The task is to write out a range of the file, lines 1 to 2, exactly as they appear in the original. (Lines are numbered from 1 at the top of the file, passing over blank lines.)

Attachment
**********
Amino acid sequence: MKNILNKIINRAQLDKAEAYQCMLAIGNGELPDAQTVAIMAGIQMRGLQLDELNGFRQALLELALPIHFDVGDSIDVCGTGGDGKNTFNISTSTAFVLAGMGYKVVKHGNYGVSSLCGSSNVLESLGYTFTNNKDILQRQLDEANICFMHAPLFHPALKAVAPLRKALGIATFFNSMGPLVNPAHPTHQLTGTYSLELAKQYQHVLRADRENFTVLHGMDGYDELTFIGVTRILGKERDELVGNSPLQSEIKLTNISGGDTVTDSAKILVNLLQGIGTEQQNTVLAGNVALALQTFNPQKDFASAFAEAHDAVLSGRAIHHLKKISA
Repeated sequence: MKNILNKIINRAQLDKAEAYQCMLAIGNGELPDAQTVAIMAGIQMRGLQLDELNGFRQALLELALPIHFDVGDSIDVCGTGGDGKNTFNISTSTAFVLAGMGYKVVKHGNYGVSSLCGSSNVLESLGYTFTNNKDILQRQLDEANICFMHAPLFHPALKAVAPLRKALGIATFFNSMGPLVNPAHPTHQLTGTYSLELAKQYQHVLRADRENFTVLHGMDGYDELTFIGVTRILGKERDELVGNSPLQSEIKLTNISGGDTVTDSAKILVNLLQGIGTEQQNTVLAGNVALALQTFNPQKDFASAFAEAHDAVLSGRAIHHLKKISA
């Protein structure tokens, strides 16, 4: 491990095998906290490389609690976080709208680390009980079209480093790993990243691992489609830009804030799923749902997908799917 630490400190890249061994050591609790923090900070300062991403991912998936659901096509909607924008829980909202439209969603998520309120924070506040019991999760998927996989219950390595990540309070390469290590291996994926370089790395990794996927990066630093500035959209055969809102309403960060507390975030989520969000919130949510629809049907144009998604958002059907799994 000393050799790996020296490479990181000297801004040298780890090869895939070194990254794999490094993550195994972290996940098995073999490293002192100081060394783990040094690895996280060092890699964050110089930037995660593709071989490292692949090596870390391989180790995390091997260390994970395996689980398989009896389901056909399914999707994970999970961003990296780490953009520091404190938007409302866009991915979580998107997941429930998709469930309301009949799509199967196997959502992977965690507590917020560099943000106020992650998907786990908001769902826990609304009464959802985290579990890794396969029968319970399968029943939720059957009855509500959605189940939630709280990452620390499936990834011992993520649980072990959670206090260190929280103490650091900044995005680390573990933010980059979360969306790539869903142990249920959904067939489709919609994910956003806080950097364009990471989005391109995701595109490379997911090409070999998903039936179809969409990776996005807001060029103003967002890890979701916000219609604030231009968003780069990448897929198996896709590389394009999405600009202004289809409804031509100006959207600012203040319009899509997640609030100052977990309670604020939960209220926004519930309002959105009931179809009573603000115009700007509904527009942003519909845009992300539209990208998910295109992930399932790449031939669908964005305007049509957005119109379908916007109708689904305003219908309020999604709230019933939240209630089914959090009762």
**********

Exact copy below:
Amino acid sequence: MKNILNKIINRAQLDKAEAYQCMLAIGNGELPDAQTVAIMAGIQMRGLQLDELNGFRQALLELALPIHFDVGDSIDVCGTGGDGKNTFNISTSTAFVLAGMGYKVVKHGNYGVSSLCGSSNVLESLGYTFTNNKDILQRQLDEANICFMHAPLFHPALKAVAPLRKALGIATFFNSMGPLVNPAHPTHQLTGTYSLELAKQYQHVLRADRENFTVLHGMDGYDELTFIGVTRILGKERDELVGNSPLQSEIKLTNISGGDTVTDSAKILVNLLQGIGTEQQNTVLAGNVALALQTFNPQKDFASAFAEAHDAVLSGRAIHHLKKISA
Repeated sequence: MKNILNKIINRAQLDKAEAYQCMLAIGNGELPDAQTVAIMAGIQMRGLQLDELNGFRQALLELALPIHFDVGDSIDVCGTGGDGKNTFNISTSTAFVLAGMGYKVVKHGNYGVSSLCGSSNVLESLGYTFTNNKDILQRQLDEANICFMHAPLFHPALKAVAPLRKALGIATFFNSMGPLVNPAHPTHQLTGTYSLELAKQYQHVLRADRENFTVLHGMDGYDELTFIGVTRILGKERDELVGNSPLQSEIKLTNISGGDTVTDSAKILVNLLQGIGTEQQNTVLAGNVALALQTFNPQKDFASAFAEAHDAVLSGRAIHHLKKISA